Must stop fishing due to Russian military exercises

Sturla Roald is Division Manager at Fiskebåt, the organization of the offshore fishing fleet. (Photo: Fiskebåt)

“In Fiskebåt’s experience, the extent and intensity of Russian military exercises have increased in recent years,” said Sturla Roald, division head at Fiskebåt, in a press release.

Fiskebåt writes that the organization is informed by Norwegian fishing vessels that they have to interrupt the fishing process due to Russian military exercises in the north more and more often.

The organization emphasizes that danger zones covering large areas are established during exercises, and that exercises are not announced until very shortly before their start.

In a letter to the Norwegian Ministry of Foreign Affairs, the organization asks whether the Russian authorities, in accordance with international law, have access to the establishment of such danger zones in areas covered by Norwegian jurisdiction and also whether the requirements potential notification of such exercises are respected. .

The affected areas in question are parts of the Norwegian Sea and the Barents Sea in which fishing activities take place. The organization points out that the most important areas for the Norwegian fishing fleet are the Norwegian Economic Zone as well as the Fisheries Protection Zone around Svalbard.

“The conduct of military exercises by the Russian defense forces in the areas of the Norwegian Sea and the Barents Sea where fishing activities take place is a recurring challenge,” says Fiskebåt, the fishing vessel organization offshore. “We are increasingly contacted by Norwegian vessels which have had to stop fishing at short notice and leave areas rich in fish,” Roald adds.

Shooting exercises

Among other things, Fiskebåt mentions that in August this year, shooting exercises were conducted in the so-called Loophole area, claiming a large area affecting several Norwegian and foreign shrimp trawlers. In September, exercises were carried out with defined danger zones in both the Russian Economic Zone and the Norwegian Economic Zone, as well as in the Fisheries Protection Zone, which affected many vessels.

“The exercises in the Russian economic zone are particularly difficult. When Norwegian vessels have to fish in the Russian Economic Zone, they must travel significant distances and follow detailed procedures to enter and exit the area. Vessels risk losing several days of fishing if the fishing process is interrupted due to military exercises and the resulting additional costs, ”Roald said in the statement.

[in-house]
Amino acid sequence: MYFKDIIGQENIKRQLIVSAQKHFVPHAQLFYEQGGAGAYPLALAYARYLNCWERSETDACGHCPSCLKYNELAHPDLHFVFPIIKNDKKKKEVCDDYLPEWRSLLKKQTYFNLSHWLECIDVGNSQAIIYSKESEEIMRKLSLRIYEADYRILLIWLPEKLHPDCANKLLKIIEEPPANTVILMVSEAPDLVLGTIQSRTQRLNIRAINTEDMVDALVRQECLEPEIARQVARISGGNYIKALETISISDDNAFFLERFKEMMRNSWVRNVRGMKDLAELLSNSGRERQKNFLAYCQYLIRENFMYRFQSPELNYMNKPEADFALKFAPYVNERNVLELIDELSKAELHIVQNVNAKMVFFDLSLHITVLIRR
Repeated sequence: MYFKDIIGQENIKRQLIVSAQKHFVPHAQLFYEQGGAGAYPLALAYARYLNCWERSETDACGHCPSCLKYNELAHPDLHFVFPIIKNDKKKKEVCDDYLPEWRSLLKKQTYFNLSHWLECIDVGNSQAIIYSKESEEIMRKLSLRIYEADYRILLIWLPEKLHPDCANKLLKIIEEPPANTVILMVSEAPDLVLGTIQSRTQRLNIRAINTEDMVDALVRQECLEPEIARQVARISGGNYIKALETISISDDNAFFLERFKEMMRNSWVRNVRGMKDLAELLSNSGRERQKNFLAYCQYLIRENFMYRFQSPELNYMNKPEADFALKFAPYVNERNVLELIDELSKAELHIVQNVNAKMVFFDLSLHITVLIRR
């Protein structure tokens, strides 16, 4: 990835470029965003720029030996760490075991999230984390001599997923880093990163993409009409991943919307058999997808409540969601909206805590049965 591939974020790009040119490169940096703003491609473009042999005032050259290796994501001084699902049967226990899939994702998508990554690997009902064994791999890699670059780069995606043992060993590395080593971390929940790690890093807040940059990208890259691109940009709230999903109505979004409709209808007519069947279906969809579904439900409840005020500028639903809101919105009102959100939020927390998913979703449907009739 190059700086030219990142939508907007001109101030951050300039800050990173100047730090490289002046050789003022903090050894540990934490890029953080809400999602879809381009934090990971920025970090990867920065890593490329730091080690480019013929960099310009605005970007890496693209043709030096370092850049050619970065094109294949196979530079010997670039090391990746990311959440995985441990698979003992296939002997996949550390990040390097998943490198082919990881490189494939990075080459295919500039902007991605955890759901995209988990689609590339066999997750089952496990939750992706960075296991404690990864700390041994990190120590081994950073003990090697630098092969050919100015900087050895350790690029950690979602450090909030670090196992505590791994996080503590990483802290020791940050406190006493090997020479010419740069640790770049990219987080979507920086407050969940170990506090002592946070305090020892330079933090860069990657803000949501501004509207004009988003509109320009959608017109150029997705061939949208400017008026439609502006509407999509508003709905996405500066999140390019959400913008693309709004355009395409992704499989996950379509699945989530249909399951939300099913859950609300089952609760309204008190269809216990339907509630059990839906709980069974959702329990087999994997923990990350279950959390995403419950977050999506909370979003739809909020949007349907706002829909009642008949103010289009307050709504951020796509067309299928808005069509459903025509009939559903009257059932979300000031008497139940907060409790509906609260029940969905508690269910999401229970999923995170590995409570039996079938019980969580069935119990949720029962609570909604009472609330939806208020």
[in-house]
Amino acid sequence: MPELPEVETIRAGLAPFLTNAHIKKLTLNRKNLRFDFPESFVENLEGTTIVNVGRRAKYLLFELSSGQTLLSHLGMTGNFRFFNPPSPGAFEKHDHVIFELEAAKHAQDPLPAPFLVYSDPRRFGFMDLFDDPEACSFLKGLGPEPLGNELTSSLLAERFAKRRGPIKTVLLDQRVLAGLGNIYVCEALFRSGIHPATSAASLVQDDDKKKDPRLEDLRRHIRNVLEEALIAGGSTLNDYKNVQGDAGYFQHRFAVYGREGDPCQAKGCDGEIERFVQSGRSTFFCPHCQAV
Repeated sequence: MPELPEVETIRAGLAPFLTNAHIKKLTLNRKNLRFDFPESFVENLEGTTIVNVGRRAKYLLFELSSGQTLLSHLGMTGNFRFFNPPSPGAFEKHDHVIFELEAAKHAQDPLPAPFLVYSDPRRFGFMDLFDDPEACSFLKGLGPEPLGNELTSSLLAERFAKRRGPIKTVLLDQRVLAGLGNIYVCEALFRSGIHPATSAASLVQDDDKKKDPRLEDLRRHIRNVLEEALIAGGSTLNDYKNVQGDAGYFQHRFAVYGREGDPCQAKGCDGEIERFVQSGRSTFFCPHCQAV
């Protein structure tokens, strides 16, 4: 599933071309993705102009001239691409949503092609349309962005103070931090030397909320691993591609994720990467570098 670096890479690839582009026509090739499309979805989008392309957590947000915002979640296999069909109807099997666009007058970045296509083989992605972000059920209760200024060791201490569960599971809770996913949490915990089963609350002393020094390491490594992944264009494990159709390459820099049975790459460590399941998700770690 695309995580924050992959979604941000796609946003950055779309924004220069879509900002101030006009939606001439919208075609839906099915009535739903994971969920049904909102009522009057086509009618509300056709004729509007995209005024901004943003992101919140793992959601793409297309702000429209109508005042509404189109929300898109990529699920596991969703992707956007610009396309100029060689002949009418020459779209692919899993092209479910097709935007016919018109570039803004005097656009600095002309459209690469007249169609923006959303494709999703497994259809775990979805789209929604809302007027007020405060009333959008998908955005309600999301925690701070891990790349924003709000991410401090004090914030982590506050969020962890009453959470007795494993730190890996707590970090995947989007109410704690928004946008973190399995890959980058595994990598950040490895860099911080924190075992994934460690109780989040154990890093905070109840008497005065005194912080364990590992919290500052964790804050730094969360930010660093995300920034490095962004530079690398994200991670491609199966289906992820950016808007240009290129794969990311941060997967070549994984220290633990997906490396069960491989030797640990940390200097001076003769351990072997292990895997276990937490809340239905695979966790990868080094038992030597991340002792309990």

“In addition, we have received information that the timing of the danger zones in the Russian zone is being changed in the short term and that the ships have been ordered to stay further away from the exercise areas than was announced in the original warning notices. “

The planning and conduct of Russian military exercises is beyond the control of the Norwegian authorities, and of course we understand that the room for maneuver is very limited. At the same time, it is in the interests of both countries to ensure that military exercises in the Arctic take place in the best possible coexistence with commercial interests. Nevertheless, Fiskebåt considers that the praxis which seems to have developed at present is totally unacceptable and detrimental to Norwegian interests, writes the organization.

Measures

The letter says Fiskebåt is not sure whether these issues have already been raised with Russian authorities, but still asks the Foreign Ministry to consider doing so. In addition, Fiskebåt presents a series of relevant measures, including:

  • When planning exercises, fishing interests in the areas concerned should be taken into account. The aim should be to perform exercises at times and in areas with the least possible fishing activity.
  • Danger zones established in many cases cover large ocean areas. Limiting the extent of these areas should be a goal.
  • Scheduled exercises should be announced with longer deadlines than is currently being done, so that notifications can be included in the operational planning of vessels. In conclusion, we question whether Russian authorities under public international law have lawful access to establish danger zones in ocean areas under Norwegian jurisdiction, and whether the requirements for notification of such exercises are being met. And following that; how Norwegian fishing vessels should relate to Russian danger zones in the Norwegian economic zone as well as to the fisheries protection zone around Svalbard.


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